Another spin-off from the website: a permalink_fu improvement that allows dynamic permalinks. I know it is an oxymoron, because permalinks should be .. well .. permanent! And because search engines index them, they should never change. But what happens when you publish something, your permalink is generated with permalink_fu using the title of your post, and after a couple of days you want to change the title, and the permalink under which the post is accessible as well?

Following the specification, your app should send out a 301 moved permanently HTTP status when accessing the old permalink and redirect the client to the new Uniform Resource Locator. That’s quite the same thing what my modification to permalink_fu does: whenever your post attributes are changed, the former and new permalinks are saved to the database, and you can enable your controller to generate 302 moved temporarily redirects when needed. In other words, it checks whether the requested URL is an old permalink, and automagically redirects the client to the new one.

Everything is done behind the scenes, and the plugin has also got nifty rake tasks to set up the Redirect model and associated migrations. And you can change its name, of course! :)

The 302 code was chosen because the 301 permanent status code has quite disruptive effects on search engines, but more discussion is welcome.

Have a look over my repository at github, read the README that contains the documentation of the added features, and check out the code!

I recently wrote jQuery plug-in, that allows AJAX file uploads without using a fixed file input button. It achieves its goals by installing an OnMouseMove handler over the selected elements, and moving the input button under the mouse cursor.

The quote that inspired this code is: “If Muhammad won’t go to the mountain, the mountain will come to Muhammad”, the opposite of the more known proverb :).

EDIT 2023: CAUTION: these links are expired :-( It has been spinned off from the Visita CSA application JavaScript codebase, see the gist for more information, and have a look onto the live app code for an example of its usage.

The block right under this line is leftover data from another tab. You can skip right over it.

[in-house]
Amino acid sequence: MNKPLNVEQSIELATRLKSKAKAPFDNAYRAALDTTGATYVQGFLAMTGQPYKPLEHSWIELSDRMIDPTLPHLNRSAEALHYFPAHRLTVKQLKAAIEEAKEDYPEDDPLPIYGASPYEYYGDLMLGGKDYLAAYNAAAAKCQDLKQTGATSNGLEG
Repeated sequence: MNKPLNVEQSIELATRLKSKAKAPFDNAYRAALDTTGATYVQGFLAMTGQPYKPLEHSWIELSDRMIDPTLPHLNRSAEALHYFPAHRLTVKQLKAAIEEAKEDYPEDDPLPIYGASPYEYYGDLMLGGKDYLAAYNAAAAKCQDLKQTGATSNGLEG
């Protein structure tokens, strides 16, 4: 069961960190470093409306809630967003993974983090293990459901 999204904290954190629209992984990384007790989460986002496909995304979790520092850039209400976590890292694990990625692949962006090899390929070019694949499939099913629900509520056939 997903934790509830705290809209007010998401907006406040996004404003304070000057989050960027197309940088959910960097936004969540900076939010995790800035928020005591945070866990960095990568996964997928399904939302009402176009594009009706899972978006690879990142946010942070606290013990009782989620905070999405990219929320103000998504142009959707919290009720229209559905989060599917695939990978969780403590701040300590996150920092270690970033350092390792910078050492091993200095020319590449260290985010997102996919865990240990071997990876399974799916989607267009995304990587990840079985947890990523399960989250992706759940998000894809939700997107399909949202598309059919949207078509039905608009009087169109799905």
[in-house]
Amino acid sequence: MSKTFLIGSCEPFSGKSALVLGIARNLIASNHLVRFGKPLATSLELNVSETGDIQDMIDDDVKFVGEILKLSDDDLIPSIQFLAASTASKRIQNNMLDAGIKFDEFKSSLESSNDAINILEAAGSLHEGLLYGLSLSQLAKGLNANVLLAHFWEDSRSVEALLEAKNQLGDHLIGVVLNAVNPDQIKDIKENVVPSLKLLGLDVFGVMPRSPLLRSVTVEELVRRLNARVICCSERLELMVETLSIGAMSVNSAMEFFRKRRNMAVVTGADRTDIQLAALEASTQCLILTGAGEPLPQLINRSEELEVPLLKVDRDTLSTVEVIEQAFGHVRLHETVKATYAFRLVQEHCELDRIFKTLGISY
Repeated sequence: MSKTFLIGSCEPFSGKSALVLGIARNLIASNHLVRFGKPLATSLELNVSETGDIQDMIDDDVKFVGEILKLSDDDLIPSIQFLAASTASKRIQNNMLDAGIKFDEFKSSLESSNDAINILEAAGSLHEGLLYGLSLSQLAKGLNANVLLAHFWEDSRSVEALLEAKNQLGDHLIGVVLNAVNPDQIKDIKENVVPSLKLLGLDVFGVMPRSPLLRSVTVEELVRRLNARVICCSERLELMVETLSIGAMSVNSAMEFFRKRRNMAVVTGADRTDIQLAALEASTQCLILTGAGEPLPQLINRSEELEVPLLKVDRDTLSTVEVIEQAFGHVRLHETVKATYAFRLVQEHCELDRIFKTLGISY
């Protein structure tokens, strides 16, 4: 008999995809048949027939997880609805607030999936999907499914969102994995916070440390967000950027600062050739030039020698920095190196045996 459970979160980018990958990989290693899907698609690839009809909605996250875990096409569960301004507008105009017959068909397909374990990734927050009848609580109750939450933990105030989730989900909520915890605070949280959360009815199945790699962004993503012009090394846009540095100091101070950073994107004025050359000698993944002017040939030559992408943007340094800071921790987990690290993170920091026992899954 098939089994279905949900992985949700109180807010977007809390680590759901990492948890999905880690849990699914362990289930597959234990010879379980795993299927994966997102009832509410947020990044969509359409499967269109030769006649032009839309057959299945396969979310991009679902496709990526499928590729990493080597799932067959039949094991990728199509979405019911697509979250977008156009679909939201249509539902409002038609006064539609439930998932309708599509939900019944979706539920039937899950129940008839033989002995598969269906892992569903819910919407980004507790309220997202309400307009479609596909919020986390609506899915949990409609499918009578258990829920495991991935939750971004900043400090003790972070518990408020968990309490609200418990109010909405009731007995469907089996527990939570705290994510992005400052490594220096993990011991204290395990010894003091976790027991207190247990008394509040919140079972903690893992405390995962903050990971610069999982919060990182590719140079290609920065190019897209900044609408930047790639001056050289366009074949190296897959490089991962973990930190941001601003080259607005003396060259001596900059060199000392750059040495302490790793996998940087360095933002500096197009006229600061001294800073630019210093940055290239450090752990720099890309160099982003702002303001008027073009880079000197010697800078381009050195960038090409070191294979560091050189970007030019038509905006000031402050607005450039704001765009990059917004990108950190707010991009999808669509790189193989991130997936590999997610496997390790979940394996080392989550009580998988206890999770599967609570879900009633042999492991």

Here is the source code:

//  ~ JavaScript Kung-FU, with an excess chunky bacon dose! ~
// This plugin allows seamless ajax file uploads without having
// a fixed file input button. It achieves this by installing an
// OnMouseMove handler over the interested elements, and moving
// the input button under the cursor. <<If Muhammad won't go to
// the the mountain, the mountain will come to Muhammad.>> :-).
// This approach is needed on the majority of browser, except
// Safari, on which the coder is allowed to trigger a "click" 
// event onto an input type=file element. On other browsers,
// you can not, that's why the complicated mousemove approach
// was chosen.
// Either way, when the value of the input type=file changes,
// handlers are disabled, and a user-provided callback is then
// called (passed via the "upload" option). Handlers are then
// re-enabled again when the upload succeeds or fails.
// IE has additional problems, because, quite unexplicably,
// when submitting a form that causes a page load, the change
// event on the file input is triggered AGAIN, thus triggering
// a new file upload. To circumvent this, you can pass a "linked" 
// option, that contains the jQuery selector of the form, and
// whenever an input under this form is hovered, ajax upload
// handlers are temporarily cleared and thus the spurious form
// submission.
// The jquery Form plugin is a perfect companion of this one,
// because of its .ajaxSubmit method. Have a look at its home
// page:
// Have fun!
// -
$.fn.ajaxFormUpload = function(options) {
  var positioning = { top: 0, left: 0,